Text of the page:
‘We’ll meet again’: MEA CEO Robyn Johnson

Johnson says interaction between people will be critical to rebuilding businesses.

Words by Robyn Johnson, CEO of Meetings & Events Australia (MEA)

While virtual conferencing has been an absolute blessing for businesses and community groups during COVID-19, nothing beats meeting face-to-face. Technology has played an integral role in keeping the population connected and corporate enterprises operating, albeit at a reduced capacity in some cases.

There have been many sectors adversely affected by the outbreak of this dreadful virus, but none more so than the events industry. There were such high hopes for 2020, which was looking to be a bumper year for events in Australia.

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MEA CEO Robyn Johnson

The industry was buoyant, venues had a strong calendar of bookings and event organisers had strong registrations and healthy events on their books. We were confident this activity level would flow to the broader suppliers to our industry – it was all looking absolutely splendid.

The year started with the bushfires that resulted in quite a number of events being cancelled – particularly international conferences – due to the smoke in many of our capital cities and regional  centres. Then along came the coronavirus to destroy most of the remaining events due to be held in 2020.

Research carried out by the Business Council of Australia (BECA) in March found 96 per cent of events had been cancelled or postponed. This figure would no doubt be higher now as the virus has taken hold and the ban on mass gatherings is set to continue for some time. The business events community is often referred to as “the quiet achiever”.

Perhaps this is because it is somewhat intangible and its value difficult to measure, or perhaps it is the nature of the culture of our industry? We work feverishly behind the scenes enabling other people to collaborate, promote and shine based on our expertise.

Whatever the reasons, the business events industry is one that must not be overlooked amid the current crisis. In fact, we need to highlight our importance and the critical role we will play in assisting the Australian economy to recover.

BECA estimates the value of the business events industry at more than $35 billion in direct expenditure to the Australian economy, with a further $17.2 billion of indirect value to the economy. It’s expected that 92,000 jobs will be lost by mid-year, as the pandemic continues to devastate the business events  industry. Hopefully, most of those made redundant now will eventually be re-employed.

Right now, the country is busy on Skype, Zoom or whatever other preferred virtual meeting platform is keeping people connected. While this takes priority for our clients, the business events sector will need to be planning for the inevitable recovery. When we come out of this crisis, the events landscape will have been permanently influenced due to the high rate of adoption – out of necessity – of technology that can replace the need to meet in person.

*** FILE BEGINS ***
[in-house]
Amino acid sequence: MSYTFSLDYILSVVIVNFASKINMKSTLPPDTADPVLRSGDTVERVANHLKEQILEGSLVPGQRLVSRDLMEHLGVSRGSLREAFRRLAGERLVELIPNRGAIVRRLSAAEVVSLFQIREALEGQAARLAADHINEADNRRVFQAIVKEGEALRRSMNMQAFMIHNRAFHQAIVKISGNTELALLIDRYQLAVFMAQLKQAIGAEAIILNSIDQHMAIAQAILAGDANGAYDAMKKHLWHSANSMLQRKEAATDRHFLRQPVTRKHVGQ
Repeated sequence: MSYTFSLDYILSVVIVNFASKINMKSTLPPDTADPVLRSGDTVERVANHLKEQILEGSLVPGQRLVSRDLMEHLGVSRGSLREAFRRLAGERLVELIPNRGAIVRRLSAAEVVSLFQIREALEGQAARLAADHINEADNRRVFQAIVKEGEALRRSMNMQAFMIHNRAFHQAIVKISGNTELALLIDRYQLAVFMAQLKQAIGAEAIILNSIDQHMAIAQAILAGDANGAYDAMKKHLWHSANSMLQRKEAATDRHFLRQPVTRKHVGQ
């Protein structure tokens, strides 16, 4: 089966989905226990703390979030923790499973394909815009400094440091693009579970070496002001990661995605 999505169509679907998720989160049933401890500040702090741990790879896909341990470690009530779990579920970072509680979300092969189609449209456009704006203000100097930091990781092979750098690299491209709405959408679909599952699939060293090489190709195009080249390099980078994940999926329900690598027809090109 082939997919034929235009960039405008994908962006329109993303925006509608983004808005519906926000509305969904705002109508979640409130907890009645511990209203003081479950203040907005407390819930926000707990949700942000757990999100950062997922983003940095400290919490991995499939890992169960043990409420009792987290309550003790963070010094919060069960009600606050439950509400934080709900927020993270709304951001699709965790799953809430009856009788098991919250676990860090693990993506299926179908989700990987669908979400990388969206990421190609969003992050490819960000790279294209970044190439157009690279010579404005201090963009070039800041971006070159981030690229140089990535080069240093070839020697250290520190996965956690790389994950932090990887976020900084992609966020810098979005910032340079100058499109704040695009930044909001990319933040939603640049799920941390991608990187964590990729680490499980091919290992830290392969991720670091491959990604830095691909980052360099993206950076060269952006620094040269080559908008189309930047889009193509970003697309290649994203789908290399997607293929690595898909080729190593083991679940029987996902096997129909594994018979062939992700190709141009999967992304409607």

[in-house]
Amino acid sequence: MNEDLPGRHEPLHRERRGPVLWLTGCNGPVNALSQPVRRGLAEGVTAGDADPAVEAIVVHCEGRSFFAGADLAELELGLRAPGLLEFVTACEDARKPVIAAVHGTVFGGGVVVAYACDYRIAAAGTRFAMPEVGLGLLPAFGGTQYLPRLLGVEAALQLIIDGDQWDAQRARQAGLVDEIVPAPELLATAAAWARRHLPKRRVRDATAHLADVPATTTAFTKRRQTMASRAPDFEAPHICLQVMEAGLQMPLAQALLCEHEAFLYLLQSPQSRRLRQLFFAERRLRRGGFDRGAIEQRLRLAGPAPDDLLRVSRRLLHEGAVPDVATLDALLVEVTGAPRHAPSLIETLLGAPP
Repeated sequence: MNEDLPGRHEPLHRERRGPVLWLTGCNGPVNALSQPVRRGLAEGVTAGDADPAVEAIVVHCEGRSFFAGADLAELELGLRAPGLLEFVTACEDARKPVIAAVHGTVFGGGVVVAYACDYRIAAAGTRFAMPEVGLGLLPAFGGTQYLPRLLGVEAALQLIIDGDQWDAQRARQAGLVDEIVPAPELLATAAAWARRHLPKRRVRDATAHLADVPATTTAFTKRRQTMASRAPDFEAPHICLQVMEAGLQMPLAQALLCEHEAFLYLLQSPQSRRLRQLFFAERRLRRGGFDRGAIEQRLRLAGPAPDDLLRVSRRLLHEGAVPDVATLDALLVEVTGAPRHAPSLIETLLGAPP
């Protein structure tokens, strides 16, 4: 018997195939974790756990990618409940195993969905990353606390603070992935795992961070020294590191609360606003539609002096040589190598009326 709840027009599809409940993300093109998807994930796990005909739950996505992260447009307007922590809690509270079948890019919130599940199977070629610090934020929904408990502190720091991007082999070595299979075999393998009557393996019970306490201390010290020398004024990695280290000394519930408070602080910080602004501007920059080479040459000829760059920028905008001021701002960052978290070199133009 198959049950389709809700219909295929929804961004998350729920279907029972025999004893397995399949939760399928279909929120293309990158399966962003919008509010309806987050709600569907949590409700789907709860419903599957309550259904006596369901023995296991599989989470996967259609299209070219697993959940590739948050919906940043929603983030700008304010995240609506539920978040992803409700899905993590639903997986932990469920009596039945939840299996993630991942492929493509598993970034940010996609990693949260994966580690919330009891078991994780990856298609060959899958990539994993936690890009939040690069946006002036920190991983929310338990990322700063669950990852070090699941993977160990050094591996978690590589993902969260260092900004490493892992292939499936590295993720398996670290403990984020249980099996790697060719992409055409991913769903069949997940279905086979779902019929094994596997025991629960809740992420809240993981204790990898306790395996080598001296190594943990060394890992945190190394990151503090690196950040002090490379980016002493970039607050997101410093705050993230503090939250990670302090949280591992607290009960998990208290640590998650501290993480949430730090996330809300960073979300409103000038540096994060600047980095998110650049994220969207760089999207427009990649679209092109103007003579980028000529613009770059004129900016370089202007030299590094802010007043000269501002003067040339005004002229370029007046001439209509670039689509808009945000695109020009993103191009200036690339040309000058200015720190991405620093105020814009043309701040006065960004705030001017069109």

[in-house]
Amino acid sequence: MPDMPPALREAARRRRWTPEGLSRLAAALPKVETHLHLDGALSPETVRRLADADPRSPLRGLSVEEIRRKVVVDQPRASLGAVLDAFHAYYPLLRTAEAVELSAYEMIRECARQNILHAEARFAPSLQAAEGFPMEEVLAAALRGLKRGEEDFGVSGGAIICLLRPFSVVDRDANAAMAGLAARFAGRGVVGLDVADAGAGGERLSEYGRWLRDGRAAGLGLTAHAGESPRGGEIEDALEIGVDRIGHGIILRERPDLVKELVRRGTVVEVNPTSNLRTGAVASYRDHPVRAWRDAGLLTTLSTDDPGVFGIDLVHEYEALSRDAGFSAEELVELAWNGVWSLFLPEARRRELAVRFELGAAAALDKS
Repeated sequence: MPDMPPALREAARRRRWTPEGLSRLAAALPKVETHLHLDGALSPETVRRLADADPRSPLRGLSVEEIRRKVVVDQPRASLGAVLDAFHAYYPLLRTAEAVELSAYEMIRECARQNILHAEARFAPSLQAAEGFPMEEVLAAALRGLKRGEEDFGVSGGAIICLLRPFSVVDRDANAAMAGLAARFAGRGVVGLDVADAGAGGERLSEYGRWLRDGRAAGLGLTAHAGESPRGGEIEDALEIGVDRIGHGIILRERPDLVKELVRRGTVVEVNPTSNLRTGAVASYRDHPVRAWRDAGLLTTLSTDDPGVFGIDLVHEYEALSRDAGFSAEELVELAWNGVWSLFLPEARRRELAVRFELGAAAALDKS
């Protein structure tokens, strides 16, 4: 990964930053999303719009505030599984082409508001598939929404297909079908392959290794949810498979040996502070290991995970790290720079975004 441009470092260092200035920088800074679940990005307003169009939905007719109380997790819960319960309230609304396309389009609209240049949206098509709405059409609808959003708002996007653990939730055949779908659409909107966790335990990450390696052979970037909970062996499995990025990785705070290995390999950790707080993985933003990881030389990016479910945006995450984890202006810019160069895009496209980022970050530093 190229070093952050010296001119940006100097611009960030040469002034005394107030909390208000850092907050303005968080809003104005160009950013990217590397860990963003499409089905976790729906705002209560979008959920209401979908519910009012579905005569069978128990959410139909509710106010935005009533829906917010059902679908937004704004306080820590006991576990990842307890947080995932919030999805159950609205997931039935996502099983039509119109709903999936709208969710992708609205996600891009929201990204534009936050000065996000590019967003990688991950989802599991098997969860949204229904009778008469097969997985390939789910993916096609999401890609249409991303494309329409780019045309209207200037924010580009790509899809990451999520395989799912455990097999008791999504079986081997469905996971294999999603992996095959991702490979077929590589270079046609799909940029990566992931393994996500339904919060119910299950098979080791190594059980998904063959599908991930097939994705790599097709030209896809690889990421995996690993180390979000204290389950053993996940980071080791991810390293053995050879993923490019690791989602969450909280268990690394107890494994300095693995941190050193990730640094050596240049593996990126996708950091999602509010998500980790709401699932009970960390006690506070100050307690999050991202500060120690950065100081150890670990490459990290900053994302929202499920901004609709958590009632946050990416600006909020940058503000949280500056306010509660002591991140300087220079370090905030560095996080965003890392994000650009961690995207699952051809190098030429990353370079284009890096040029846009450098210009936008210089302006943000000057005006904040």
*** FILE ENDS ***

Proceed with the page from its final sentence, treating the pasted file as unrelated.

One thing that will not change – even with the adoption of the most highly sophisticated technology – is the need for people to collaborate and that unquestionably works best with everyone in the same place. Even if we cannot greet each other with the hitherto customary hug, kiss or handshake, we can smile, frown or otherwise express our feelings better in person.

Technology is great in its place. However, conferences and meetings promote higher levels of collaboration and are more productive. And of course, they don’t come with the frustration and time lost sorting out the challenges of poor broadband connections and semi-technically literate executives!

The value of our work has been highlighted during the shutdown. People have carried on but not with the same enthusiasm and I dare say the same level of satisfaction. This is why events will play a pivotal role in our post-coronavirus recovery. It is the interaction between people that will be critical to rebuilding the strength of businesses and events will be a catalyst for this interaction.

MEA is already planning for the future post-COVID-19. We have updated our website that will support  the industry as we recover and we have continued to develop our highly valued range of training and skills enhancement programs.

While the industry awards that recognise and celebrate our successes will be virtual events, we will continue to build on the collective strengths of our industry and foster pride in what we all do.

MEA has also been involved in the development of the COVID-19 Business Events Response and Recovery Framework, a co-ordinated industry response to government, led by BECA. This framework is currently being finalised in consultation with the government and comprises two key phases: response and recovery (rebound and regrowth).

This article originally appeared in the Winter edition of Spice Magazine. Read the full magazine below:

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